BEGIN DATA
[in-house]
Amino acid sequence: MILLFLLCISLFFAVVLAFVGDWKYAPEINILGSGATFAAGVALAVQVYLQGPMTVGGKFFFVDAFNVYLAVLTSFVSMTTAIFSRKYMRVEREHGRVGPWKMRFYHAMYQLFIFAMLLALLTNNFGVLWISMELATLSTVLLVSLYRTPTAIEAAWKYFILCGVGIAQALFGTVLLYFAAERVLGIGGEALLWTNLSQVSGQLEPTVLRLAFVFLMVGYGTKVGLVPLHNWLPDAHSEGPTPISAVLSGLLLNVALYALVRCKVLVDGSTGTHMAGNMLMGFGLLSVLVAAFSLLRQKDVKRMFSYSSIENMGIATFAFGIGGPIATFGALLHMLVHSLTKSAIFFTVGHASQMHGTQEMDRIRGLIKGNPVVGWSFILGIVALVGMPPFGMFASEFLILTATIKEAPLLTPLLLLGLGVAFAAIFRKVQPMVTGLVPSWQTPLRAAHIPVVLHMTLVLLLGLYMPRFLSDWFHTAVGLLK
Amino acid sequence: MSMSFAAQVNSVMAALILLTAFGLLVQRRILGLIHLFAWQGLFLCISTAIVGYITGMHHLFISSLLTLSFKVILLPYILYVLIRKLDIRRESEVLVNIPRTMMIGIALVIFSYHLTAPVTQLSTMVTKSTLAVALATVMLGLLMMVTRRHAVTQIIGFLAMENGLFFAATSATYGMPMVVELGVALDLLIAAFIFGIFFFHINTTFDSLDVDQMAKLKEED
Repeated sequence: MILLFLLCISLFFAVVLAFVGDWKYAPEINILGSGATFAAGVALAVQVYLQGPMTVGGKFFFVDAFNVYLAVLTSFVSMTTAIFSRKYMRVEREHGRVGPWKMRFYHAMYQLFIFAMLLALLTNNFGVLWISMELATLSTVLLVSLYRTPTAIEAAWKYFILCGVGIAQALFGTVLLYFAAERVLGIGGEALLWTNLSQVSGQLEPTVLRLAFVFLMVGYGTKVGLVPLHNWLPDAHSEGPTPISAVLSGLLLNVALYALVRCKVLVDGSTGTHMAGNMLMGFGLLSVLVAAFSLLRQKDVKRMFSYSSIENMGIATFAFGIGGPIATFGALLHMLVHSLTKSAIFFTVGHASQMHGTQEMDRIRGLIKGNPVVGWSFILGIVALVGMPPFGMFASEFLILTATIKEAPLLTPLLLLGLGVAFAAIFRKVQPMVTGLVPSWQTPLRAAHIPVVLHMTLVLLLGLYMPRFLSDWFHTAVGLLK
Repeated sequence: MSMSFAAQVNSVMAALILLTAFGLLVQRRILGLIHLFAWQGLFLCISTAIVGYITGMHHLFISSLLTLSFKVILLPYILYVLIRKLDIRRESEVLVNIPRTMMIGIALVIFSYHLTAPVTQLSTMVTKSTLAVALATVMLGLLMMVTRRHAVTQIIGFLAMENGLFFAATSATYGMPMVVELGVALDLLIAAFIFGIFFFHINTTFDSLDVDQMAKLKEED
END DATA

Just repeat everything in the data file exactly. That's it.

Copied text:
[in-house]
Amino acid sequence: MILLFLLCISLFFAVVLAFVGDWKYAPEINILGSGATFAAGVALAVQVYLQGPMTVGGKFFFVDAFNVYLAVLTSFVSMTTAIFSRKYMRVEREHGRVGPWKMRFYHAMYQLFIFAMLLALLTNNFGVLWISMELATLSTVLLVSLYRTPTAIEAAWKYFILCGVGIAQALFGTVLLYFAAERVLGIGGEALLWTNLSQVSGQLEPTVLRLAFVFLMVGYGTKVGLVPLHNWLPDAHSEGPTPISAVLSGLLLNVALYALVRCKVLVDGSTGTHMAGNMLMGFGLLSVLVAAFSLLRQKDVKRMFSYSSIENMGIATFAFGIGGPIATFGALLHMLVHSLTKSAIFFTVGHASQMHGTQEMDRIRGLIKGNPVVGWSFILGIVALVGMPPFGMFASEFLILTATIKEAPLLTPLLLLGLGVAFAAIFRKVQPMVTGLVPSWQTPLRAAHIPVVLHMTLVLLLGLYMPRFLSDWFHTAVGLLK
Amino acid sequence: MSMSFAAQVNSVMAALILLTAFGLLVQRRILGLIHLFAWQGLFLCISTAIVGYITGMHHLFISSLLTLSFKVILLPYILYVLIRKLDIRRESEVLVNIPRTMMIGIALVIFSYHLTAPVTQLSTMVTKSTLAVALATVMLGLLMMVTRRHAVTQIIGFLAMENGLFFAATSATYGMPMVVELGVALDLLIAAFIFGIFFFHINTTFDSLDVDQMAKLKEED
Repeated sequence: MILLFLLCISLFFAVVLAFVGDWKYAPEINILGSGATFAAGVALAVQVYLQGPMTVGGKFFFVDAFNVYLAVLTSFVSMTTAIFSRKYMRVEREHGRVGPWKMRFYHAMYQLFIFAMLLALLTNNFGVLWISMELATLSTVLLVSLYRTPTAIEAAWKYFILCGVGIAQALFGTVLLYFAAERVLGIGGEALLWTNLSQVSGQLEPTVLRLAFVFLMVGYGTKVGLVPLHNWLPDAHSEGPTPISAVLSGLLLNVALYALVRCKVLVDGSTGTHMAGNMLMGFGLLSVLVAAFSLLRQKDVKRMFSYSSIENMGIATFAFGIGGPIATFGALLHMLVHSLTKSAIFFTVGHASQMHGTQEMDRIRGLIKGNPVVGWSFILGIVALVGMPPFGMFASEFLILTATIKEAPLLTPLLLLGLGVAFAAIFRKVQPMVTGLVPSWQTPLRAAHIPVVLHMTLVLLLGLYMPRFLSDWFHTAVGLLK
Repeated sequence: MSMSFAAQVNSVMAALILLTAFGLLVQRRILGLIHLFAWQGLFLCISTAIVGYITGMHHLFISSLLTLSFKVILLPYILYVLIRKLDIRRESEVLVNIPRTMMIGIALVIFSYHLTAPVTQLSTMVTKSTLAVALATVMLGLLMMVTRRHAVTQIIGFLAMENGLFFAATSATYGMPMVVELGVALDLLIAAFIFGIFFFHINTTFDSLDVDQMAKLKEED